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New Delhi: India reiterated at the United Nations Security Council on Thursday that there should be an “immediate de-escalation” of tensions over Ukraine that takes into account “legitimate security interests of all countries”.
Russia called the meeting to mark the seventh anniversary of the Minsk II agreement, the second pact that aimed to end the violence between Ukraine and two pro-Russian separatist regions. The discussion at Security Council has been a yearly tradition for Russia since 2019.
With Russia holding the presidency for February, the discussion turned into a high-level one, chaired by Russian deputy foreign minister Sergey Vershinin. US secretary of state Anthony Blinken attended the Council debate in a surprise appearance, signalling the seriousness of the situation.
At the meeting, Blinken called on the Russians to “to publicly forswear an attack on its neighbour and withdraw its troops immediately”. He also stated that the US believes that Russia will invade Ukraine within days.
Earlier, Vershinin hoped that the West would “abstain from making unsubstantiated allegations that Russia is allegedly going to attack Ukraine”. He asserted that Russia had already “explained everything there was to explain” at the last UNSC meeting on Ukraine on January 31.
“The alleged invasion date that you announced has already passed, so perhaps you’d better stop putting yourselves in an awkward situation,” said the Russian minister.
India’s statement at the meeting was nearly identical to the one made at the last Council meeting on Ukraine the previous month.
Indian permanent representative to the UN, T.S. Tirumurti, asserted that India’s interest was in “finding a solution that can provide for immediate de-escalation of tensions taking into account the legitimate security interests of all countries and aimed towards securing long-term peace and stability in the region and beyond”.
Stating that New Delhi had been in touch with “all concerned parties”, he said that it was India’s considered view that the issue could be resolved only through diplomatic dialogue.
“Any steps that increase tension may best be avoided by all sides in the larger interest of securing international peace and security. Quiet and constructive diplomacy is the need of the hour.”
Tirumurti noted that India believed that the Minsk Agreements provided a basis for a negotiated and peaceful resolution of the situation in eastern Ukraine. “Accordingly, we urge all parties to continue to engage through all possible diplomatic channels and keep working towards the full implementation of the “Minsk Agreements”.”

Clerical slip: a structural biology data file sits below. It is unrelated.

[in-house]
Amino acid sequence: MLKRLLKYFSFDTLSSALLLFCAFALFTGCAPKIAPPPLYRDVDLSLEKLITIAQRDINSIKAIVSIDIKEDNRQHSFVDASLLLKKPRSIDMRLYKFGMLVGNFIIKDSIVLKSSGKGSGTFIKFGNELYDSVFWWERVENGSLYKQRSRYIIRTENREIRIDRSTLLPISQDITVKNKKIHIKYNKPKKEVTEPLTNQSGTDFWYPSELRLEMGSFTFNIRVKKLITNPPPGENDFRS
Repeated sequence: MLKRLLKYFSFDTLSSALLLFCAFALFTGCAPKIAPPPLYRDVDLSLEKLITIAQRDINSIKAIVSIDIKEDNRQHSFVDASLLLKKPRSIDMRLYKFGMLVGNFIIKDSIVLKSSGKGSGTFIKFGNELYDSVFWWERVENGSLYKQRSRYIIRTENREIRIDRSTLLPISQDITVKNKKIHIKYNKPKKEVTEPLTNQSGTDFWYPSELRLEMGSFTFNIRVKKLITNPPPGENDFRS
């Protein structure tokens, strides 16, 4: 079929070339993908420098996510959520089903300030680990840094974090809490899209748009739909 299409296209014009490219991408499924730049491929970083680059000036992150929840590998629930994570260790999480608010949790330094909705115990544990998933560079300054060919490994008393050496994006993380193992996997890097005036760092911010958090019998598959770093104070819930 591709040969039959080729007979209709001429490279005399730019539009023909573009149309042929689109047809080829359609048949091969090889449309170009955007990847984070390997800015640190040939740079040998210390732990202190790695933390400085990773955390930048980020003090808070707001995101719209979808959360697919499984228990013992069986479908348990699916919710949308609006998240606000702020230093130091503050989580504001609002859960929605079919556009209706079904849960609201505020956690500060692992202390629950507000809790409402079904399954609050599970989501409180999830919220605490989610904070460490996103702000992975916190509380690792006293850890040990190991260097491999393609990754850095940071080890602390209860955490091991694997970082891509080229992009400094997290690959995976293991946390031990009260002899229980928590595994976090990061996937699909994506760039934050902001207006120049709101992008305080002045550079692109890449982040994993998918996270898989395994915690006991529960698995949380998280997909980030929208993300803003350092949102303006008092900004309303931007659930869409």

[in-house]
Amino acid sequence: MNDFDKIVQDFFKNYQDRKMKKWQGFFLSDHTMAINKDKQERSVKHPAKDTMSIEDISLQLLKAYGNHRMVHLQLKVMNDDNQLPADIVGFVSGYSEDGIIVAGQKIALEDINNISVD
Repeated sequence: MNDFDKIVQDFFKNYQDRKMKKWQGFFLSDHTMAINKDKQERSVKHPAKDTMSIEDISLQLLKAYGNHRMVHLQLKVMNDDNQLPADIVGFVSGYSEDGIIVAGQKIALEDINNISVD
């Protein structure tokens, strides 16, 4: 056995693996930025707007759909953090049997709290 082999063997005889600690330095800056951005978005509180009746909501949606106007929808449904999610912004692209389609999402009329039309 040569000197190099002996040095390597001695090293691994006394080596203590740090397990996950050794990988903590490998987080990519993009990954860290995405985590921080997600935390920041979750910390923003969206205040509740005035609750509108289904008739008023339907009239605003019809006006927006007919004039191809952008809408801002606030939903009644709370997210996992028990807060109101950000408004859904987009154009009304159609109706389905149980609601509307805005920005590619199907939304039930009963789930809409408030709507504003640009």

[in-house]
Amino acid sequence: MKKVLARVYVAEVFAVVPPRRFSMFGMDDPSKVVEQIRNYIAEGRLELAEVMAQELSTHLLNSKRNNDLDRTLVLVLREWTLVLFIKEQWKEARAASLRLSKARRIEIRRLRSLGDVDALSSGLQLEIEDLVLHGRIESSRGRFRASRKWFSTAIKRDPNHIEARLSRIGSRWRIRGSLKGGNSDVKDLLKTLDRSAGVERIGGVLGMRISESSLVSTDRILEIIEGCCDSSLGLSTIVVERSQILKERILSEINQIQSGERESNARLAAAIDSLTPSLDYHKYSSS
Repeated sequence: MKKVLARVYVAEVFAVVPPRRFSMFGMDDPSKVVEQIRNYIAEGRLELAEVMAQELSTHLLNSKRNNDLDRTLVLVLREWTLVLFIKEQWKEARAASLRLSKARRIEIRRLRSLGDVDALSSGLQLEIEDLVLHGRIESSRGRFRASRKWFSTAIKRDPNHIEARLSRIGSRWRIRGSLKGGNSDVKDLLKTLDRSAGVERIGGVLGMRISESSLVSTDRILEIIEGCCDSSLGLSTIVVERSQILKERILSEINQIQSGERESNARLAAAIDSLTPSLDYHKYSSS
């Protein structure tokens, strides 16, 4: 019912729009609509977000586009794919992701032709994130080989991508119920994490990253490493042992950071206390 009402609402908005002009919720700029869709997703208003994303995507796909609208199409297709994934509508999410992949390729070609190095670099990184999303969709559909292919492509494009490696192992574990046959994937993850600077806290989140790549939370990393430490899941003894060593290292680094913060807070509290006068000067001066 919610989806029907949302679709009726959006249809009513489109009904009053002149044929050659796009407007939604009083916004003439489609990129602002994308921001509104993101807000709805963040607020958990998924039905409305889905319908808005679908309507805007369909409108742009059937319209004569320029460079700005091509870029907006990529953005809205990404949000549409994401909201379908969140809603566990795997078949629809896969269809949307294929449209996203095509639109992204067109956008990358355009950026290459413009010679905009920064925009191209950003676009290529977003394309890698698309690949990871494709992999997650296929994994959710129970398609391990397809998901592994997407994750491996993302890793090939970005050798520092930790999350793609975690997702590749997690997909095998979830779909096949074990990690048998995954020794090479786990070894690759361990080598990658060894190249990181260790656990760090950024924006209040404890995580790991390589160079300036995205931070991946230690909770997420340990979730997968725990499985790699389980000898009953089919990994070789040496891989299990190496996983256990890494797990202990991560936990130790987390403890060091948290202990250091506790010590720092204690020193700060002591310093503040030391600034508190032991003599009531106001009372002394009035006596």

There is divergence between Russia and Ukraine on the steps to be taken first, which has stopped the implementation of the agreement.
He specifically mentioned India’s support for the trilateral contact group and the Normandy format meetings. “In this context, we welcome the recent meetings of Political Advisers of Normandy Format countries in Paris and Berlin.”
The senior Indian diplomat also repeated India’s support for the recommitment at the recent Normandy format meeting towards unconditional observance of the July 2020 ceasefire and reaffirmation of the Minsk agreements.
Explaining India’s interest, Tirumurti stated that more than 20,000 Indian students and nationals were living in Ukraine, including in the border areas. “The well-being of Indian nationals is of priority to us.” India had recently advised its nationals with non-essential work to leave Ukraine, but there are no plans for an evacuation mission in the near future.
In line with the earlier statement, India did not make any critical remarks about Russia or its alleged military build-up at the border with Ukraine for a possible invasion.
At last week’s Quad ministerial meeting in Australia, Indian external affairs minister S. Jaishankar had refused to get drawn into commenting on the Ukraine situation during several media appearances.
The US state department spokesperson, Ned Price, stated that there had been discussions on Ukraine between the Indian and American leadership at the Quad meet. He also seemed to imply that the Quad had a role as the principle of strengthening rules-based order was beyond geographical boundaries.
“One of the core tenets of the Quad is to reinforce the rules-based international order, and that is a rules-based order that applies equally in the Indo-Pacific as it does in Europe, as it does anywhere else,” Price said on Wednesday, adding, “We know that our Indian partners are committed to that rules-based international order.”